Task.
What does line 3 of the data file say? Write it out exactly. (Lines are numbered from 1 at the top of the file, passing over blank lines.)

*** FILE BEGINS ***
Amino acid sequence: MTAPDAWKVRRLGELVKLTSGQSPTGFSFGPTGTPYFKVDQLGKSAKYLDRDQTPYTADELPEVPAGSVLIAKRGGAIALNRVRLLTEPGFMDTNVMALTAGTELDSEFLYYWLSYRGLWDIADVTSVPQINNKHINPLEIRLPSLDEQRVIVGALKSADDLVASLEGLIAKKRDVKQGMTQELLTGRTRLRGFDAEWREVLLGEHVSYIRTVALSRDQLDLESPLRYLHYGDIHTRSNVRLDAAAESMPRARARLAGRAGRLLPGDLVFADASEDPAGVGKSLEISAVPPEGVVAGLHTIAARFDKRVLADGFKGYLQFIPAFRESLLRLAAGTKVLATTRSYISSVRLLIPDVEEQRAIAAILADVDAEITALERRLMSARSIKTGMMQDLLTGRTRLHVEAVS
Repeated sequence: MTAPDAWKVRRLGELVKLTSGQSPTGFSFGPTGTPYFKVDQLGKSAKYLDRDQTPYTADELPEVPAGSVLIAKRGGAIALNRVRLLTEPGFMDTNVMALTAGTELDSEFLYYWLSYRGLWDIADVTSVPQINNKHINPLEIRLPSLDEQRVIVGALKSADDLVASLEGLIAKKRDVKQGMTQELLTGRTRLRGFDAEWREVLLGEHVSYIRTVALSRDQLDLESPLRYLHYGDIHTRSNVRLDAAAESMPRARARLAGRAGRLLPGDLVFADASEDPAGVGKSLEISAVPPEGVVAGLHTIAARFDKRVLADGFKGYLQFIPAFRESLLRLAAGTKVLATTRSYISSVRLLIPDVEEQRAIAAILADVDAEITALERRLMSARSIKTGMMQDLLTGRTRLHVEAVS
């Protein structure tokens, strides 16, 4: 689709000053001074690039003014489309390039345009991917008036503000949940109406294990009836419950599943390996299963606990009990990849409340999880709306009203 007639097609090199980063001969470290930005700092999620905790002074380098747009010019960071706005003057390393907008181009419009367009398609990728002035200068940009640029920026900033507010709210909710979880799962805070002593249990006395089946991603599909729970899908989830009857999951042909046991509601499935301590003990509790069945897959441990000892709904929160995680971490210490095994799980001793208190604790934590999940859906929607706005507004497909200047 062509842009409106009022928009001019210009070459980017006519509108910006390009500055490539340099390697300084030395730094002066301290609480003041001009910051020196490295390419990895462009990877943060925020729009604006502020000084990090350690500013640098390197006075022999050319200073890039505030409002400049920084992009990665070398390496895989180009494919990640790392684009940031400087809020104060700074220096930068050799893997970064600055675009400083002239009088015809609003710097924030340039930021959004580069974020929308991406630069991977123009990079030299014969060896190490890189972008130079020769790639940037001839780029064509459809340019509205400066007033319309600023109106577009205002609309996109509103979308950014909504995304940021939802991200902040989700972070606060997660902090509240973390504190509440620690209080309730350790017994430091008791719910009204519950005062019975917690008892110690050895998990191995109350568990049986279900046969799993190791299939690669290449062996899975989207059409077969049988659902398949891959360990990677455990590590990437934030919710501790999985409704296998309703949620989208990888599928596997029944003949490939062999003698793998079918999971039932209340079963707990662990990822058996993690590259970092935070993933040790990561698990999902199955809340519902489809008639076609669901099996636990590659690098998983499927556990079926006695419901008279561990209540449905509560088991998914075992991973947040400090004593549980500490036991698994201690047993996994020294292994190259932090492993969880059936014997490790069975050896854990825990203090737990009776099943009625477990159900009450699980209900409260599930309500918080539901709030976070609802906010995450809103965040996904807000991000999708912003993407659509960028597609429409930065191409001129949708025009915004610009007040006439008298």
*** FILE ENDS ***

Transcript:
């Protein structure tokens, strides 16, 4: 689709000053001074690039003014489309390039345009991917008036503000949940109406294990009836419950599943390996299963606990009990990849409340999880709306009203 007639097609090199980063001969470290930005700092999620905790002074380098747009010019960071706005003057390393907008181009419009367009398609990728002035200068940009640029920026900033507010709210909710979880799962805070002593249990006395089946991603599909729970899908989830009857999951042909046991509601499935301590003990509790069945897959441990000892709904929160995680971490210490095994799980001793208190604790934590999940859906929607706005507004497909200047 062509842009409106009022928009001019210009070459980017006519509108910006390009500055490539340099390697300084030395730094002066301290609480003041001009910051020196490295390419990895462009990877943060925020729009604006502020000084990090350690500013640098390197006075022999050319200073890039505030409002400049920084992009990665070398390496895989180009494919990640790392684009940031400087809020104060700074220096930068050799893997970064600055675009400083002239009088015809609003710097924030340039930021959004580069974020929308991406630069991977123009990079030299014969060896190490890189972008130079020769790639940037001839780029064509459809340019509205400066007033319309600023109106577009205002609309996109509103979308950014909504995304940021939802991200902040989700972070606060997660902090509240973390504190509440620690209080309730350790017994430091008791719910009204519950005062019975917690008892110690050895998990191995109350568990049986279900046969799993190791299939690669290449062996899975989207059409077969049988659902398949891959360990990677455990590590990437934030919710501790999985409704296998309703949620989208990888599928596997029944003949490939062999003698793998079918999971039932209340079963707990662990990822058996993690590259970092935070993933040790990561698990999902199955809340519902489809008639076609669901099996636990590659690098998983499927556990079926006695419901008279561990209540449905509560088991998914075992991973947040400090004593549980500490036991698994201690047993996994020294292994190259932090492993969880059936014997490790069975050896854990825990203090737990009776099943009625477990159900009450699980209900409260599930309500918080539901709030976070609802906010995450809103965040996904807000991000999708912003993407659509960028597609429409930065191409001129949708025009915004610009007040006439008298």